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Biological Chemistry

Stress May Shorten Life by Pruning DNA

by Sophie L. Rovner
December 6, 2004 | A version of this story appeared in Volume 82, Issue 49


If your mom claimed that you made her hair turn white, she may have been right. Even if her tresses never changed color, it's possible that child rearing and other long-term stresses shortened her life. New research reveals how such stresses might accelerate aging [Proc. Natl. Acad. Sci. USA, 101, 17312 (2004)].

One way to judge the age of an organism is to measure its telomeres, protective caps on the ends of chromosomes that shorten each time a cell divides. Once telomeres reach a certain length, the cell stops dividing. The new research shows that stress speeds up telomere shrinkage, according to Elissa S. Epel, an assistant adjunct professor of psychiatry at the University of California, San Francisco; Elizabeth H. Blackburn, a biology and physiology professor at UCSF who in 1985 discovered telomerase, a reverse transcriptase that can lengthen telomeres; and their colleagues.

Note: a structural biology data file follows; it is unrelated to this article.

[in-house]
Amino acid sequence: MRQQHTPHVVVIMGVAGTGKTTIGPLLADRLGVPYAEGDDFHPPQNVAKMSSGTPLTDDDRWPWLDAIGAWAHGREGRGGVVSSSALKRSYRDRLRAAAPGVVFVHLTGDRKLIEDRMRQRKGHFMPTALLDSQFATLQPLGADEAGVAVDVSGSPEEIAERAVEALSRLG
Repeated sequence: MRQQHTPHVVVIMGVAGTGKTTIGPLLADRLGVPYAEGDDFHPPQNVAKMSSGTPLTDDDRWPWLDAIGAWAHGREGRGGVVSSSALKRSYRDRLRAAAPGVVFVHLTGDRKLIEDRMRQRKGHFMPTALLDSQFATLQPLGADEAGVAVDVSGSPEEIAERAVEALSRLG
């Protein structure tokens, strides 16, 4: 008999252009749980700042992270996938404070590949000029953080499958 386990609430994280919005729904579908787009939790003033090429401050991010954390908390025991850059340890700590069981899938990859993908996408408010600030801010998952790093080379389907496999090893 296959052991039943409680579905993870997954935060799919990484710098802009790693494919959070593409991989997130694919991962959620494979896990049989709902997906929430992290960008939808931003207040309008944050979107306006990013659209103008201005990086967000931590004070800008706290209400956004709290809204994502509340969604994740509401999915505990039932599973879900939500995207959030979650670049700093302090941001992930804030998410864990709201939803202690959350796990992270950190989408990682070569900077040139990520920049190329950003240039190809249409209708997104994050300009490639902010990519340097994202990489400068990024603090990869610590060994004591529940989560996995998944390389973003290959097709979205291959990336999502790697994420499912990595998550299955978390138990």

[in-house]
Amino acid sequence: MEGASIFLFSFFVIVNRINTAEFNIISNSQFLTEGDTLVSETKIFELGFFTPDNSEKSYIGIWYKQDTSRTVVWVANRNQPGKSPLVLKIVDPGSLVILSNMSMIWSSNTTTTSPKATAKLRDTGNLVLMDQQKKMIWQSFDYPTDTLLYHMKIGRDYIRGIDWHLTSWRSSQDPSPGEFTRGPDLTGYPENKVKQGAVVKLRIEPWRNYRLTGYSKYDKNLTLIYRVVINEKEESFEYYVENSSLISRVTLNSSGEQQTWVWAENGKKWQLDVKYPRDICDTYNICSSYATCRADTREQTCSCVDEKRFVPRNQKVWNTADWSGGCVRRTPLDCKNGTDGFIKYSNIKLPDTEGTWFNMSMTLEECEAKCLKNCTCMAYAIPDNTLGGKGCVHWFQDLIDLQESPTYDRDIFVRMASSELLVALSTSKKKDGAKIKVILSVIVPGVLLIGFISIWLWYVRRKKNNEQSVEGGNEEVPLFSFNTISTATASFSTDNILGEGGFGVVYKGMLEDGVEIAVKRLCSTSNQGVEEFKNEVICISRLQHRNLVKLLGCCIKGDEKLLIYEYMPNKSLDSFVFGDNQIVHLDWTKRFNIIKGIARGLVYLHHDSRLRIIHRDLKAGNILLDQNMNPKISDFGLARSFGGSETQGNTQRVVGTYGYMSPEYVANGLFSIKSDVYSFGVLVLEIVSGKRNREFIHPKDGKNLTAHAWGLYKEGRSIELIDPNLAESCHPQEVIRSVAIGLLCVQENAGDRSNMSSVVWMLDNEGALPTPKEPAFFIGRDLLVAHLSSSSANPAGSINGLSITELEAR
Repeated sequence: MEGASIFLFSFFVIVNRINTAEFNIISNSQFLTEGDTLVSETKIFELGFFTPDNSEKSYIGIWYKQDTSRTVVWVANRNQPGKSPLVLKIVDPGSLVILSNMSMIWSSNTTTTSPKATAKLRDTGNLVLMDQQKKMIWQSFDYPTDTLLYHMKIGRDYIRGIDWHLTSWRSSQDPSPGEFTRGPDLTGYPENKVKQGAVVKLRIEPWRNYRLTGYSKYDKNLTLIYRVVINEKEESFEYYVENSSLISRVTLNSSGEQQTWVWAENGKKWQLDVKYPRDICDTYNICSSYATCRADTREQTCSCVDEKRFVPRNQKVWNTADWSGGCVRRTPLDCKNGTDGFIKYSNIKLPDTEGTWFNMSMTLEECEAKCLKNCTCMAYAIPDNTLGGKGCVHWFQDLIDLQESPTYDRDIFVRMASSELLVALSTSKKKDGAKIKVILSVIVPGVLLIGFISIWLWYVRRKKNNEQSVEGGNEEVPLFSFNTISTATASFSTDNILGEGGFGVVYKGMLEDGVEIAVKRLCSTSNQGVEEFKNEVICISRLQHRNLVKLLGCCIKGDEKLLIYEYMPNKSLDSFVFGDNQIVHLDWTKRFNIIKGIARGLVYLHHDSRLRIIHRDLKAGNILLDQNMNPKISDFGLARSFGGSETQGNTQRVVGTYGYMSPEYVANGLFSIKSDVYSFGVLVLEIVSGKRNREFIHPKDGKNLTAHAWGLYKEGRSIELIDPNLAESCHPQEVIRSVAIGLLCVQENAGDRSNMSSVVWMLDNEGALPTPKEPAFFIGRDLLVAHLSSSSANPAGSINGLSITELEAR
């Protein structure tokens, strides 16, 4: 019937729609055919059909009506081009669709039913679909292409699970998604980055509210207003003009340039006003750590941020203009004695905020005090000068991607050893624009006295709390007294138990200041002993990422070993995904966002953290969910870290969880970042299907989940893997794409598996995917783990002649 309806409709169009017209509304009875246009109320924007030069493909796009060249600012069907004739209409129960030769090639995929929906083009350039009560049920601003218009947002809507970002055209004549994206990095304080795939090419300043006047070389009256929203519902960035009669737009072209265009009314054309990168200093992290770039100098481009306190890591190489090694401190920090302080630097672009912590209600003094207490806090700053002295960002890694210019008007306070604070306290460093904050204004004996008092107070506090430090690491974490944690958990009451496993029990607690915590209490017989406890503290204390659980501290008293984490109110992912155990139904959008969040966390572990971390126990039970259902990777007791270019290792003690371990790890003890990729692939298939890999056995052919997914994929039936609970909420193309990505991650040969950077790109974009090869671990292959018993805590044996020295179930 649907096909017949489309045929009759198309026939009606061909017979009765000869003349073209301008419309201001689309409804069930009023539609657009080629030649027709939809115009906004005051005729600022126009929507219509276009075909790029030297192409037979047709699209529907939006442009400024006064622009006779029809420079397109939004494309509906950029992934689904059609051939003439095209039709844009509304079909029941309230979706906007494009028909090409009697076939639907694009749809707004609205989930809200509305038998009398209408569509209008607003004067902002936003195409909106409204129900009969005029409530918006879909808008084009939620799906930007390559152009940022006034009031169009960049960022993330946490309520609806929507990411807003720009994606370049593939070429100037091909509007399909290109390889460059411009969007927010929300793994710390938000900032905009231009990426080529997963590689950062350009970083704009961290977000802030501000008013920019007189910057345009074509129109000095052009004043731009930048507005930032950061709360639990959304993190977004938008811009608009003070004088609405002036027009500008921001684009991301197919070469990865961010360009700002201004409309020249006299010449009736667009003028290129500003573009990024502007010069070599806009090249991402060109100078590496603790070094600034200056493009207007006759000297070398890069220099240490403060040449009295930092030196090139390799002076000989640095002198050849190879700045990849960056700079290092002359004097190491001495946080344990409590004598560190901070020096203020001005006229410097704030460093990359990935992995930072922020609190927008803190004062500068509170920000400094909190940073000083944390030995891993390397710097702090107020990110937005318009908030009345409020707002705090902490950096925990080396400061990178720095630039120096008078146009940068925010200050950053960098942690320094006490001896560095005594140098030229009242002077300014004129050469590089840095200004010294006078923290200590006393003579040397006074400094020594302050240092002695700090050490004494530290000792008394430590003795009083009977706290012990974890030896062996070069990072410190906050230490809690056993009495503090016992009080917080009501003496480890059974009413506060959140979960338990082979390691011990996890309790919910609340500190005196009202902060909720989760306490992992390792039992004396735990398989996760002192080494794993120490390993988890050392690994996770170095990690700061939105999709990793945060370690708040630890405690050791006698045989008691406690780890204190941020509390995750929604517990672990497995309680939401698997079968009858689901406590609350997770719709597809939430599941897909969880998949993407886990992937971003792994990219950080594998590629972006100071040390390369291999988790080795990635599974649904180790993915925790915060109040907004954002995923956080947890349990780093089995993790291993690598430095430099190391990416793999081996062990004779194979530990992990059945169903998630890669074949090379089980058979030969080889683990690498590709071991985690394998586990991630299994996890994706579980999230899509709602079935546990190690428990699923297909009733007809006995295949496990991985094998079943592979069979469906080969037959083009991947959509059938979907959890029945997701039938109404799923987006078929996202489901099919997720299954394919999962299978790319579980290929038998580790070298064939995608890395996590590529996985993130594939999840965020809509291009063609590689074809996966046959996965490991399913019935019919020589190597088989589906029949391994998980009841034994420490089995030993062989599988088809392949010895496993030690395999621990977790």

The team compared mothers of children with a chronic illness to mothers of healthy children. In immune cells from both groups, the researchers found that "women with the highest levels of perceived stress have telomeres shorter on average by the equivalent of at least one decade of additional aging compared to low-stress women." The cells of the stressed women also showed less telomerase activity and greater oxidative stress. The resulting wear and tear may cause these immune cells to age and die prematurely, potentially shortening the lives of the affected women.


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